We all know so many clever jokes about how hell should be preferred “because of the good company” and about how boring should heaven be. Let me take the chance to focus on the Śrīvaiṣṇava heaven, i.e., Vaikuṇṭha, and see Continue reading The theology of Vaikuṇṭha: Why should you want to be in heaven?
In the Nyāyasiddhāñjana and the Nyāyapariśuddhi, Veṅkaṭanātha discusses some fundamental ontological topics in order to distinguish his positions from the Nyāya-Vaiśeṣika position. The Nyāyasūtra proposes a fundamental division of realities into dravya ‘substances’, guṇa ‘qualities’, and karman ‘actions’,1 with the Continue reading Inert and alive substances: Alternative classifications in Veṅkaṭanātha
In his Seśvaramīmāṃsā ad 1.1.12, Veṅkaṭanātha explains that the example of proper names does not prove that language in general depends on convention. He writes that the case of proper names is not a dahanadṛṣṭānta, possibly ‘an example which sets Continue reading The role of convention in signification
While commenting on PMS 1.1.4, Veṅkaṭanātha makes a long digression aimed at refuting every kind of intellectual intuition, especially as a source for knowing dharma. Dharma, he explains, can only be known through the Veda.People who claim to have directly Continue reading What were the ṛṣis up to while composing the Vedas?
If you are a Prābhākara, you think that students don’t have to learn the Veda and that they actually do it because of the teachers’ duty to teach it. This certainly solves the problem of having a young boy (younger Continue reading The role of the prescription to teach the Veda according to Prabhākara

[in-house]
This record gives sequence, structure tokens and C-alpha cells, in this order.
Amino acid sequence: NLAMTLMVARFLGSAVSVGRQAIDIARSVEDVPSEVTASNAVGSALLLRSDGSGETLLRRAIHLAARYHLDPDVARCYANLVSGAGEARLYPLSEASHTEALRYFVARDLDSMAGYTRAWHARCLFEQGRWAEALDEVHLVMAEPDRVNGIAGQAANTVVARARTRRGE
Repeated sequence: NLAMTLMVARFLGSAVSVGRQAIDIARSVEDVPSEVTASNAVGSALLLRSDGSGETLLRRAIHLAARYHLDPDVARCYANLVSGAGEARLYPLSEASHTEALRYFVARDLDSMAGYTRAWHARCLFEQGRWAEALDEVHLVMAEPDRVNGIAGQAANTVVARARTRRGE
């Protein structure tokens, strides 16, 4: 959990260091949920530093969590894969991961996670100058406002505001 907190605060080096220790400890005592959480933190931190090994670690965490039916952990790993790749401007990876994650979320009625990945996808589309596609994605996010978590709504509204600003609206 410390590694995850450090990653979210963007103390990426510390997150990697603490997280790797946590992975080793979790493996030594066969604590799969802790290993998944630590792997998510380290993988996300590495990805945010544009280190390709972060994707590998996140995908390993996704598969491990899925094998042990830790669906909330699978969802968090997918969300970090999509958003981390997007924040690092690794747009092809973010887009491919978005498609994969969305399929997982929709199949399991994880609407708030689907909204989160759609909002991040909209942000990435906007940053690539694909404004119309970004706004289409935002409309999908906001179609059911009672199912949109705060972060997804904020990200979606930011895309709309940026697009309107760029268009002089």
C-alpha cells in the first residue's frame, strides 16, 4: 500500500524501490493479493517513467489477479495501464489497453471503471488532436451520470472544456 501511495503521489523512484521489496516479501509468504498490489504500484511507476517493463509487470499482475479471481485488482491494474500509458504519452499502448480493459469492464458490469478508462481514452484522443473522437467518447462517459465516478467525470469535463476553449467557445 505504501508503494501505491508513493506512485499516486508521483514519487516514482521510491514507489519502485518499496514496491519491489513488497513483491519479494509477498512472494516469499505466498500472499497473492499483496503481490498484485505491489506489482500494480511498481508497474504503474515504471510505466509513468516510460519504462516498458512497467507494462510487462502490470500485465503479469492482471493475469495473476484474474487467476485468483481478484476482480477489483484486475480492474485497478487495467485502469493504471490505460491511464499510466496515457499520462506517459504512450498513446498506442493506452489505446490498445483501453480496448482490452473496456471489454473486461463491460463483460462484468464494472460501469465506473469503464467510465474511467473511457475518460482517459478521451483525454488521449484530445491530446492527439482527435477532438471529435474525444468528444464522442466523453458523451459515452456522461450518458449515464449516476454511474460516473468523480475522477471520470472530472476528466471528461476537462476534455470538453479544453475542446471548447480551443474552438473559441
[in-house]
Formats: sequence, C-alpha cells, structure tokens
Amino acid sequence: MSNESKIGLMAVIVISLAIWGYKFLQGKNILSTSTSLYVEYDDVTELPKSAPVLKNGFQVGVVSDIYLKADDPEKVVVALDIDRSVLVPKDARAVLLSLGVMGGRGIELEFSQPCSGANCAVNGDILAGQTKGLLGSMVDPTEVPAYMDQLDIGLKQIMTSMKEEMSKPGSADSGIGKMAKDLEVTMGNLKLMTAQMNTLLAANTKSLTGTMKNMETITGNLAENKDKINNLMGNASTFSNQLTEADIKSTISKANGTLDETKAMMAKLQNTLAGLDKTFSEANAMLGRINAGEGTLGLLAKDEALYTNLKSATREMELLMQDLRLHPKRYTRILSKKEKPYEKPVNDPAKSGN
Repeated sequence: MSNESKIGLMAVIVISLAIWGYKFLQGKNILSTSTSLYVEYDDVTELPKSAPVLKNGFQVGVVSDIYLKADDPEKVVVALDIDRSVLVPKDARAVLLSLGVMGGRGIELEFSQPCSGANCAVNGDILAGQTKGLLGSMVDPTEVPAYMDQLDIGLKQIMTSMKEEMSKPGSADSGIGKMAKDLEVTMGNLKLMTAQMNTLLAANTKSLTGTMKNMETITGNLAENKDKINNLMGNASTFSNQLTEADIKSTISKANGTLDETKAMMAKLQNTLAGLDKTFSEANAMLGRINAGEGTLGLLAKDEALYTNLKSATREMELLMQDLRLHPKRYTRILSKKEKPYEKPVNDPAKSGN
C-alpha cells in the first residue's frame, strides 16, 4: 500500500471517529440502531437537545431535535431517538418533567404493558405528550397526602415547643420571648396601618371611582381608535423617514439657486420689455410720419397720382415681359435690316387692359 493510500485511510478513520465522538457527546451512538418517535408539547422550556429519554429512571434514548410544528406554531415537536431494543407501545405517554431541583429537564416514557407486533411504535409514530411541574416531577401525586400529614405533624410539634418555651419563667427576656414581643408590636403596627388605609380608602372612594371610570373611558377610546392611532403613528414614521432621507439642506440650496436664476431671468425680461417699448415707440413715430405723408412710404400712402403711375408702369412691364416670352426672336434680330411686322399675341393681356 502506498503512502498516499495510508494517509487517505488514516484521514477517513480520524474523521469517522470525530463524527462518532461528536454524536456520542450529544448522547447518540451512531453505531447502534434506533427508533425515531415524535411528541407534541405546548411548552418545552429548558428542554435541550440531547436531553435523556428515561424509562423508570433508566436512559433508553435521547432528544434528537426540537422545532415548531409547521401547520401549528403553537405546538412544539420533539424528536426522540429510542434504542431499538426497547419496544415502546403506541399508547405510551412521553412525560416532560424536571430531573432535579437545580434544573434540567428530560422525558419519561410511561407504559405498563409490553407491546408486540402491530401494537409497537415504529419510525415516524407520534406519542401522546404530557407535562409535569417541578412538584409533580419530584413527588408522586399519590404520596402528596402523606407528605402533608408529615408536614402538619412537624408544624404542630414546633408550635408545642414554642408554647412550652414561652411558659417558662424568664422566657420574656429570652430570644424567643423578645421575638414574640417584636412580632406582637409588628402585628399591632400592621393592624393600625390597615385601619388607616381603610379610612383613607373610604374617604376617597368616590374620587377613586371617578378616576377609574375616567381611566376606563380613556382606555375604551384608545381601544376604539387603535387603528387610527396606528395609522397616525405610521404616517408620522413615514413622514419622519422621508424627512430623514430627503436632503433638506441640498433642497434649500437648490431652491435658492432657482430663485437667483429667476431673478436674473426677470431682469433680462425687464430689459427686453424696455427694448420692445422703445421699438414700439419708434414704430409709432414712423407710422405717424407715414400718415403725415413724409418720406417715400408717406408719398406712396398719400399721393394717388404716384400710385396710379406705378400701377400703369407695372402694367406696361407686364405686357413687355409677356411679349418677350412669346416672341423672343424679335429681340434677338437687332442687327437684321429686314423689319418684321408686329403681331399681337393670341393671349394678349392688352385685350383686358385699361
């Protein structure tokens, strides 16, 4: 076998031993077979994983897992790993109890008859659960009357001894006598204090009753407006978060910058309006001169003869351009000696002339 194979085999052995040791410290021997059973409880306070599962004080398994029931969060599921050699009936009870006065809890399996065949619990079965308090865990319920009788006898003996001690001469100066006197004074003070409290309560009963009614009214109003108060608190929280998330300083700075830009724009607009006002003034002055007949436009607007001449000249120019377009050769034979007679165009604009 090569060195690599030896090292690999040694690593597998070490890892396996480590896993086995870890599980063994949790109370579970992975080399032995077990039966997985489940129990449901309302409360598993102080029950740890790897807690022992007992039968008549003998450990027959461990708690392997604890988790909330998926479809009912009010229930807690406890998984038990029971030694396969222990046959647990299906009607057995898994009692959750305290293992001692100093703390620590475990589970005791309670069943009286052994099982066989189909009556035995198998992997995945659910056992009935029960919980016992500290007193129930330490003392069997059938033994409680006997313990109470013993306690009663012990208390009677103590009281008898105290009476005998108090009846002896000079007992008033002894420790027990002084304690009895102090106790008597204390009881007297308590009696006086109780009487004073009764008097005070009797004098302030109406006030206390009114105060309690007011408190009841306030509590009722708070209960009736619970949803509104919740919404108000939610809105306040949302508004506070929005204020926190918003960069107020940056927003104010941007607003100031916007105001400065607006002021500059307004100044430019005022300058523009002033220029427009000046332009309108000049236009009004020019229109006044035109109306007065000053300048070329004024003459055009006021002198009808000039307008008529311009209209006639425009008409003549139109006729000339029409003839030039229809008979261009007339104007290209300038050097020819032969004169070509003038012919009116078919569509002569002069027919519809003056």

Why should one study Mīmāṃsā? In order to understand the meaning of the Veda, say Bhāṭṭa Mīmāṃsā authors. But why should one learn the Veda? According to Bhāṭṭa Mīmāṃsā, because a Vedic prescription itself tells you to do so. The Continue reading The role of the prescription to learn the Veda
Vīrarāghavācārya was a 20th c. Viśiṣṭādvaita Vedāntin whose editorial and commentarial contribution to his school will remain impressive for many generations to come. Personally, I am particularly pleased by his attempts to think along the tradition in a creative way. Continue reading Why is bhakti different than the other human purposes? Vīrarāghavācārya on Pūrva Mīmāṃsā Sūtra 1.1.2
The main thing which stroke me when I started working on the theory of emotions in Viśiṣṭādvaita Vedānta is that emotions can be useful and are not to be avoided. In other words, unlike some Sāṅkhya-Yoga philosophers, the Viśiṣṭādvaita Vedānta Continue reading Emotions in Viśiṣṭādvaita Vedānta philosophy: Distance and closeness
Gavin Hyman explains in his 2007 contribution to Martin’s Cambdride Companion to Atheism as well as in his 2010 A Short History of Atheism that atheism is always the refusal of a given form of theism. In particular, in European Continue reading Hyman’s analysis of atheism and some interesting Indian parallels
The Mīmāṃsā school of Indian philosophy started as an atheist school since its first extant text, Jaimini’s Mīmāṃsā Sūtra. At a certain point in its history, however, it reinterpreted its atheist arguments as aiming only at a certain conception of Continue reading Bhavanātha and the move towards theistic Mīmāṃsā